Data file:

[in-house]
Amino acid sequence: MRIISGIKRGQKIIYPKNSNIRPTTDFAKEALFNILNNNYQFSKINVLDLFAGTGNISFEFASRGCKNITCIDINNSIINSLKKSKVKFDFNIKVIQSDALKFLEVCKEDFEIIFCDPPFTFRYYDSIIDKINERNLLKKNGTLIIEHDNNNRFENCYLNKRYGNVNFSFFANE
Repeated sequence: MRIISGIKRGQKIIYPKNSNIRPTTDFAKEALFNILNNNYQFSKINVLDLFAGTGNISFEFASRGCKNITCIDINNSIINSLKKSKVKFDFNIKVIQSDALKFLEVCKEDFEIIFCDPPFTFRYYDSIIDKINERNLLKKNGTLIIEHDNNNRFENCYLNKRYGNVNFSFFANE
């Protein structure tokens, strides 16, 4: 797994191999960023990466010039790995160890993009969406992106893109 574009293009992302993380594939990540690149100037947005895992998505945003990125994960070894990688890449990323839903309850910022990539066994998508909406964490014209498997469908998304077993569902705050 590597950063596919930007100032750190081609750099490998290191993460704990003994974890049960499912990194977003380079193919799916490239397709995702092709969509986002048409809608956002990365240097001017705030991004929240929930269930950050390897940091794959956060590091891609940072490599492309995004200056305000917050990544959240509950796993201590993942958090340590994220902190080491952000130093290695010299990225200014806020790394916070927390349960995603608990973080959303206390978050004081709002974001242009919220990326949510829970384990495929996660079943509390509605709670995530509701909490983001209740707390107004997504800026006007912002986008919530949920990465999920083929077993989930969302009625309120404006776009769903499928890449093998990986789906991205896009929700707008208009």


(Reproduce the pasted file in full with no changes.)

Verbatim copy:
[in-house]
Amino acid sequence: MRIISGIKRGQKIIYPKNSNIRPTTDFAKEALFNILNNNYQFSKINVLDLFAGTGNISFEFASRGCKNITCIDINNSIINSLKKSKVKFDFNIKVIQSDALKFLEVCKEDFEIIFCDPPFTFRYYDSIIDKINERNLLKKNGTLIIEHDNNNRFENCYLNKRYGNVNFSFFANE
Repeated sequence: MRIISGIKRGQKIIYPKNSNIRPTTDFAKEALFNILNNNYQFSKINVLDLFAGTGNISFEFASRGCKNITCIDINNSIINSLKKSKVKFDFNIKVIQSDALKFLEVCKEDFEIIFCDPPFTFRYYDSIIDKINERNLLKKNGTLIIEHDNNNRFENCYLNKRYGNVNFSFFANE
């Protein structure tokens, strides 16, 4: 797994191999960023990466010039790995160890993009969406992106893109 574009293009992302993380594939990540690149100037947005895992998505945003990125994960070894990688890449990323839903309850910022990539066994998508909406964490014209498997469908998304077993569902705050 590597950063596919930007100032750190081609750099490998290191993460704990003994974890049960499912990194977003380079193919799916490239397709995702092709969509986002048409809608956002990365240097001017705030991004929240929930269930950050390897940091794959956060590091891609940072490599492309995004200056305000917050990544959240509950796993201590993942958090340590994220902190080491952000130093290695010299990225200014806020790394916070927390349960995603608990973080959303206390978050004081709002974001242009919220990326949510829970384990495929996660079943509390509605709670995530509701909490983001209740707390107004997504800026006007912002986008919530949920990465999920083929077993989930969302009625309120404006776009769903499928890449093998990986789906991205896009929700707008208009």